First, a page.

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A lost child, a small town, a historical setting - a novel by the author of the celebrated The Night Guest

The Sun Walks Down

By Fiona McFarlane

Publisher: Allen & Unwin

The fictional town of Fairly, located in the Flinders Ranges, is populated by a collection of immigrants, settlers and Indigenous folk who arrived in Australia in search of wealth, inspiration and a new beginning, and are bound together by their experiences of the harshness of the Australian outback.

In September 1883, on the wedding day of Mina Baumann, the daughter of a wealthy landowner, a blanket of red dust envelops Fairly, and creeps through the Wallace family’s farm, Undelcarra, and across the plains. Denny Wallace, the youngest son of Matthew and Mary Wallace, is lost in the dust storm. For the next 14 days, the residents of Fairly and Undelcarra are consumed in their search for the missing boy.

Detectives from Adelaide arrive in Fairly to join the search and local Indigenous trackers and farmers band together to scour the outback. McFarlane intersperses this frantic hunt with the delirious ramblings of the lost boy who, as each day passes, increasingly confuses reality with the Dreamtime stories told to him by the Indigenous folk who worked at Undelcarra.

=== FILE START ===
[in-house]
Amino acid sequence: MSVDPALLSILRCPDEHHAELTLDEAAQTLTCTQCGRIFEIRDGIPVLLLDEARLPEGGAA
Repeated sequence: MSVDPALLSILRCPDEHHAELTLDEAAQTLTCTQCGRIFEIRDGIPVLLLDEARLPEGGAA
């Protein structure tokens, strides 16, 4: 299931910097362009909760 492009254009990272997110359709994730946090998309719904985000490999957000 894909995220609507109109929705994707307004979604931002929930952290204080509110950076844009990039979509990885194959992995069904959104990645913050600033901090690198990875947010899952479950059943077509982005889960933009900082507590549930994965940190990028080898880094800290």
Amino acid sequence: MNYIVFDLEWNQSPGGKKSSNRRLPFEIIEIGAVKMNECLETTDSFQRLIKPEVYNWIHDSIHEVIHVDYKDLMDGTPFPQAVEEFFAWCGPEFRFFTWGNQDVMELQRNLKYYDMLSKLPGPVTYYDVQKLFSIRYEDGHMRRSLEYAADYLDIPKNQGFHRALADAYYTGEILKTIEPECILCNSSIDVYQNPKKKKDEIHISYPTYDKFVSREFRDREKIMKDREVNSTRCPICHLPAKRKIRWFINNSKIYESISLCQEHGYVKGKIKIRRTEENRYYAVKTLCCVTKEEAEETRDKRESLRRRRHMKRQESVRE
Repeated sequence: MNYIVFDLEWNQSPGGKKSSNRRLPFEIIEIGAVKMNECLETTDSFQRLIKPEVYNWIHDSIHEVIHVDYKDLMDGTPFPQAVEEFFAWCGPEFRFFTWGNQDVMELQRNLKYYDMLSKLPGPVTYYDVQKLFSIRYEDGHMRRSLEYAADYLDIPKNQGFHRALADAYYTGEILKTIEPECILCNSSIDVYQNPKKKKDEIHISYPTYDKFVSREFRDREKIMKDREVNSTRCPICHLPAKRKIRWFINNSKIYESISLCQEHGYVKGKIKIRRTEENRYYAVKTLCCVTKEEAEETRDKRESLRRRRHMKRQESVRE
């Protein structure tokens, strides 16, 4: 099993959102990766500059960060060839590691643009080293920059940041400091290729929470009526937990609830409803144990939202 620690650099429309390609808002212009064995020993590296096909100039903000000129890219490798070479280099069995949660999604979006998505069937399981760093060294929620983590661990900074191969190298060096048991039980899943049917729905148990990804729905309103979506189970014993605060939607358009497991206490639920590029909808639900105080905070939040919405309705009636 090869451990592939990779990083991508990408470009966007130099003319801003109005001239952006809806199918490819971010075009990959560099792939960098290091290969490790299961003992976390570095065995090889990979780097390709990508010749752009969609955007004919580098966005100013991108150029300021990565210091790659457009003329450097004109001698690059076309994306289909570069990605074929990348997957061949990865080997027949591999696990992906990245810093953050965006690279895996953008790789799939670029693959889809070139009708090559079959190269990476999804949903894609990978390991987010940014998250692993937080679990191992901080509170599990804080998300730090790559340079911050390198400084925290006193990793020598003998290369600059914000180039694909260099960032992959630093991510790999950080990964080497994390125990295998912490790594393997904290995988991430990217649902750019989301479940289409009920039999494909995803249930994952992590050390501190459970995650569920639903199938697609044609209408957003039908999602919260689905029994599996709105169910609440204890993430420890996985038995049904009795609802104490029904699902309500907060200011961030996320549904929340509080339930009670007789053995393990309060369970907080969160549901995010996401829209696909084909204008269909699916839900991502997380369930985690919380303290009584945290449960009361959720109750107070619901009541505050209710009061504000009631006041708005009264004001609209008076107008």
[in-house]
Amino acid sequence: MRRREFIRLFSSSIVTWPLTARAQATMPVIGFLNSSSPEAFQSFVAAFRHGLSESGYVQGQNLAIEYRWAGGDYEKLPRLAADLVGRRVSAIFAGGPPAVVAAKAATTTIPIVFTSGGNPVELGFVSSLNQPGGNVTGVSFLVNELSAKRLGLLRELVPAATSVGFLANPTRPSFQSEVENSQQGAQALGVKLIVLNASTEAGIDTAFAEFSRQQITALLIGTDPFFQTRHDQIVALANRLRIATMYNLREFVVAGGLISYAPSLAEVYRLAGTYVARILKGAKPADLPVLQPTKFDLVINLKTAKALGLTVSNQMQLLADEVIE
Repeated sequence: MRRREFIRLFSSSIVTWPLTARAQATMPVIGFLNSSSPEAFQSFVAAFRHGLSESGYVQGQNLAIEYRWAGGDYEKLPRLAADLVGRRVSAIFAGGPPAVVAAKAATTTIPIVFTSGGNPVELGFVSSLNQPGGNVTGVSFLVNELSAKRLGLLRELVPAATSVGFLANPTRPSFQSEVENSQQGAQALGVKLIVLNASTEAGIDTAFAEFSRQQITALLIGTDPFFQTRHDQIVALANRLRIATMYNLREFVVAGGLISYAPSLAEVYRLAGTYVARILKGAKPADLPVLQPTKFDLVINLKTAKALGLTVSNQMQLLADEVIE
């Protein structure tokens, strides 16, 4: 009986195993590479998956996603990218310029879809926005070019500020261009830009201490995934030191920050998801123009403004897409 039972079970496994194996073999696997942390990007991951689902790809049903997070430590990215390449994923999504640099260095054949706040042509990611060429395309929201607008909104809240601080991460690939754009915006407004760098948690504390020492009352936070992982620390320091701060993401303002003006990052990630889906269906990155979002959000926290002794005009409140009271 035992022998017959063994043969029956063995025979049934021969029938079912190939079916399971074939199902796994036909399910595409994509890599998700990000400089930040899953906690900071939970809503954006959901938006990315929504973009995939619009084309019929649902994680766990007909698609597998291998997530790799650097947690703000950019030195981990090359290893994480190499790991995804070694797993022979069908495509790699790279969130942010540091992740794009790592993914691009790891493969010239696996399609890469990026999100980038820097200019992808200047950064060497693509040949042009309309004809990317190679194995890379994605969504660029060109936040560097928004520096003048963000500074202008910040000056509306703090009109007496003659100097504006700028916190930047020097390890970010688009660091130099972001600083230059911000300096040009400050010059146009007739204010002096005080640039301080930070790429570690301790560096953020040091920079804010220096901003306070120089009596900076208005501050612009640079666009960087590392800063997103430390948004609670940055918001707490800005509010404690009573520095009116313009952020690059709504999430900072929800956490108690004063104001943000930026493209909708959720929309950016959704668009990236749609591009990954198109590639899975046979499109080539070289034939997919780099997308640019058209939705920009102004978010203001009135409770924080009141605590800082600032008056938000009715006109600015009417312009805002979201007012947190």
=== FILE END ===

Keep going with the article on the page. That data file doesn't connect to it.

McFarlane uses the search for the missing boy as a common thread from which to explore the lives of different groups of people in this small settlement town. She artfully juxtaposes the perspective of the Indigenous tracker with a prodigious talent for cricket against that of the privileged landowner’s son, whose life purpose is to be the gatherer and bearer of the town’s gossip. Similarly, Cissy, the independent and capable sister of the lost boy, is a foil for the spoiled and attention seeking newlywed Mina.

McFarlane’s masterful descriptions create an immersive world for the reader, and her subtle commentary on the foibles and virtues of the inhabitants of Fairly make us to feel as if we too are inhabitants of this beautiful and harsh outback town.